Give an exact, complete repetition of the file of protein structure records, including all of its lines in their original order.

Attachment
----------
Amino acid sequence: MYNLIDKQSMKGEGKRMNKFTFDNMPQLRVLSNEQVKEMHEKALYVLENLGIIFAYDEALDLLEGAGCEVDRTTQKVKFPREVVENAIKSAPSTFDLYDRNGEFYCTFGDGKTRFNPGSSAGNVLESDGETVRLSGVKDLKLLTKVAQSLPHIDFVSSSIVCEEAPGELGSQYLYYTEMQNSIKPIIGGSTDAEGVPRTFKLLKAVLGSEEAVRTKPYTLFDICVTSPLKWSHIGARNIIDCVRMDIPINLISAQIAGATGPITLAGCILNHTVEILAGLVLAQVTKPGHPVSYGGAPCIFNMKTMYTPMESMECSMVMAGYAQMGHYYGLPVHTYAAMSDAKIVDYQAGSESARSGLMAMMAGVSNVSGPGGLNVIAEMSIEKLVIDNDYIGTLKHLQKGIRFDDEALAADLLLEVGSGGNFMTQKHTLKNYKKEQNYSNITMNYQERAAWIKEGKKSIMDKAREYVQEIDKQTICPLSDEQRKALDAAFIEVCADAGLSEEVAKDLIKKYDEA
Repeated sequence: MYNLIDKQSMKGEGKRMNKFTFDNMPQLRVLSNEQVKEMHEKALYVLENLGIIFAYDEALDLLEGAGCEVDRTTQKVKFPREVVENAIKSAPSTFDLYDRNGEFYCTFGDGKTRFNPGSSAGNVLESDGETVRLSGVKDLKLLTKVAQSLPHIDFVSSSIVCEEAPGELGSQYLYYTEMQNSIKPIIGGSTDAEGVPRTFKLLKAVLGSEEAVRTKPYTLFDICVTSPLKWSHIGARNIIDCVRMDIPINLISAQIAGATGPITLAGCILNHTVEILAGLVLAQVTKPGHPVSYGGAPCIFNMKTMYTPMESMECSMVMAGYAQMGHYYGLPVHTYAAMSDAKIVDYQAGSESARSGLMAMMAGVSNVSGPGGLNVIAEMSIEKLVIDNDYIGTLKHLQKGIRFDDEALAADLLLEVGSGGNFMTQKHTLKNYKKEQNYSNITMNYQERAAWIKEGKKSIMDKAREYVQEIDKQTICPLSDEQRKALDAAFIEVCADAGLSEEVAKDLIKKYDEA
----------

Amino acid sequence: MYNLIDKQSMKGEGKRMNKFTFDNMPQLRVLSNEQVKEMHEKALYVLENLGIIFAYDEALDLLEGAGCEVDRTTQKVKFPREVVENAIKSAPSTFDLYDRNGEFYCTFGDGKTRFNPGSSAGNVLESDGETVRLSGVKDLKLLTKVAQSLPHIDFVSSSIVCEEAPGELGSQYLYYTEMQNSIKPIIGGSTDAEGVPRTFKLLKAVLGSEEAVRTKPYTLFDICVTSPLKWSHIGARNIIDCVRMDIPINLISAQIAGATGPITLAGCILNHTVEILAGLVLAQVTKPGHPVSYGGAPCIFNMKTMYTPMESMECSMVMAGYAQMGHYYGLPVHTYAAMSDAKIVDYQAGSESARSGLMAMMAGVSNVSGPGGLNVIAEMSIEKLVIDNDYIGTLKHLQKGIRFDDEALAADLLLEVGSGGNFMTQKHTLKNYKKEQNYSNITMNYQERAAWIKEGKKSIMDKAREYVQEIDKQTICPLSDEQRKALDAAFIEVCADAGLSEEVAKDLIKKYDEA
Repeated sequence: MYNLIDKQSMKGEGKRMNKFTFDNMPQLRVLSNEQVKEMHEKALYVLENLGIIFAYDEALDLLEGAGCEVDRTTQKVKFPREVVENAIKSAPSTFDLYDRNGEFYCTFGDGKTRFNPGSSAGNVLESDGETVRLSGVKDLKLLTKVAQSLPHIDFVSSSIVCEEAPGELGSQYLYYTEMQNSIKPIIGGSTDAEGVPRTFKLLKAVLGSEEAVRTKPYTLFDICVTSPLKWSHIGARNIIDCVRMDIPINLISAQIAGATGPITLAGCILNHTVEILAGLVLAQVTKPGHPVSYGGAPCIFNMKTMYTPMESMECSMVMAGYAQMGHYYGLPVHTYAAMSDAKIVDYQAGSESARSGLMAMMAGVSNVSGPGGLNVIAEMSIEKLVIDNDYIGTLKHLQKGIRFDDEALAADLLLEVGSGGNFMTQKHTLKNYKKEQNYSNITMNYQERAAWIKEGKKSIMDKAREYVQEIDKQTICPLSDEQRKALDAAFIEVCADAGLSEEVAKDLIKKYDEA